An important challenge in running projects to train language faculty to make use of new technologies in their teaching is the development of assessment instruments so as to be able to track faculty progress. This is particularly important when reports ne ed to be made to funding sources such as foundations, but in fact most of us need data on faculty involvement as a basis for arguing for ongoing budgets in our language centers to support faculty development. The CTW Mellon Project is heading into its la st semester of the original grant, but a one-year extension (more time, not more money) will probably be granted. Project coordinators need, therefore, both to report on the success of the faculty development effort to date and to establish a way to asses s the final accomplishments of the Project. To this end, coordinators have developed a set of evaluation metrics detailing levels of use of a wide variety of technologies. CTW language teachers will use these as the basis for a self-report this spring, indicating their levels of use before the Mellon grant began, their current levels of use, and what levels of use they would like to achieve by the end of the grant's extension. The audience will be given an opportunity critique them and make suggestions .
11:45 - 12:30 PM
A Multimedia and Web Project Class: Production for Students and CALL Training for Faculty
John de Szendeffy, Boston University
This demonstration of an ESL class, Web Publishing and Other Computer Projects, will show how students are introduced to authoring multimedia programs. The students' first project is an evaluation of CALL materials, which they present in a ClarisWorks slide show to the class. The next project combines text, graphics, sound and questions using SuperMacLang, a multimedia-authoring program developed by Harvard and Dartmouth. The final project is a web page hosted for free by Tripod and available to anyone with web access, including their friends and family back home. The presentation will begin with a brief introduction to the environment for this class. It will include a discussion of the rationale for a production orientation, the syl labus and material used in teaching the class, and ways in which the material can be used by other faculty members for training and curriculum. All of the material is available on a web site and conference attendees can see it for themselves and use it as desired.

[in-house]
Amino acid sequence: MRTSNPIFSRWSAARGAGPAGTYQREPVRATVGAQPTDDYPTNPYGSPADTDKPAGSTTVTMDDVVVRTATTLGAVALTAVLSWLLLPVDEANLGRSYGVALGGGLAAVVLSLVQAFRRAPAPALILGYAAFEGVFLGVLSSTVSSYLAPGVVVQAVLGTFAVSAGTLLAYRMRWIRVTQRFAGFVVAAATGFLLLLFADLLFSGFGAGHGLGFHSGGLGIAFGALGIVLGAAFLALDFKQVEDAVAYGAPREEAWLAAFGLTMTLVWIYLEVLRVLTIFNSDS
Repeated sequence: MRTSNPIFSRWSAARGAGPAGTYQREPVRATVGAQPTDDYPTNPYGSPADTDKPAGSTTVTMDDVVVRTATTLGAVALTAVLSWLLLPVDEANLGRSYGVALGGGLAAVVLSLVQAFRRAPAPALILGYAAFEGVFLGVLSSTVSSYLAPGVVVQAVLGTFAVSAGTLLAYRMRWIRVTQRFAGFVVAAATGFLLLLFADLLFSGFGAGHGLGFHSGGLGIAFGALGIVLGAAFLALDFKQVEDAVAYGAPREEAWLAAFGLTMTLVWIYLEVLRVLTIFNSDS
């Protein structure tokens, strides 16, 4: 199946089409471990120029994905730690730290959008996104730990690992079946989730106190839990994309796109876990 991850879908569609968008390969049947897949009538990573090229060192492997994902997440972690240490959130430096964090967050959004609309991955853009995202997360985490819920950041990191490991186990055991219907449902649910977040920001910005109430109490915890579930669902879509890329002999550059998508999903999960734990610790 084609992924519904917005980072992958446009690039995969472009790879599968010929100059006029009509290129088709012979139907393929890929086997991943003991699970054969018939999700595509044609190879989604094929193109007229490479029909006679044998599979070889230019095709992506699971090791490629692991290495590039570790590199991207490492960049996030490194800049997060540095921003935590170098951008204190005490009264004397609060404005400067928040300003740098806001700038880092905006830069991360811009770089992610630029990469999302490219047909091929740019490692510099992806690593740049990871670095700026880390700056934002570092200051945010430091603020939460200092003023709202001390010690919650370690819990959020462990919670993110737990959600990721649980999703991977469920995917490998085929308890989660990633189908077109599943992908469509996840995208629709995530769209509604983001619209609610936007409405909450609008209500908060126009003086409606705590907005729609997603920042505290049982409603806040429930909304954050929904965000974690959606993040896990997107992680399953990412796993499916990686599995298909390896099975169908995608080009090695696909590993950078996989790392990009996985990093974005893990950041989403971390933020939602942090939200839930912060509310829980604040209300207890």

12:30 - 1:45 PM
1:45 - 2:30 PM
New Roles for Learning Lab Directors and Faculty in the Digital Age
Wendy Baker Davis, Franklin & Marshall College, Robin Lawrason, Temple University and Mike Ledgerwood, SUNY, Stony Brook
As language study resources become available in new and easily accessible formats (CDS with textbooks, the Internet and web), roles are changing for learning resource staff, faculty and students. Changes in job duties have become necessary and recommende d for many of us in language learning support. Three "lab directors" discuss their changing roles, concerns and issues at various stages of their careers.
2:30 - 3:15 PM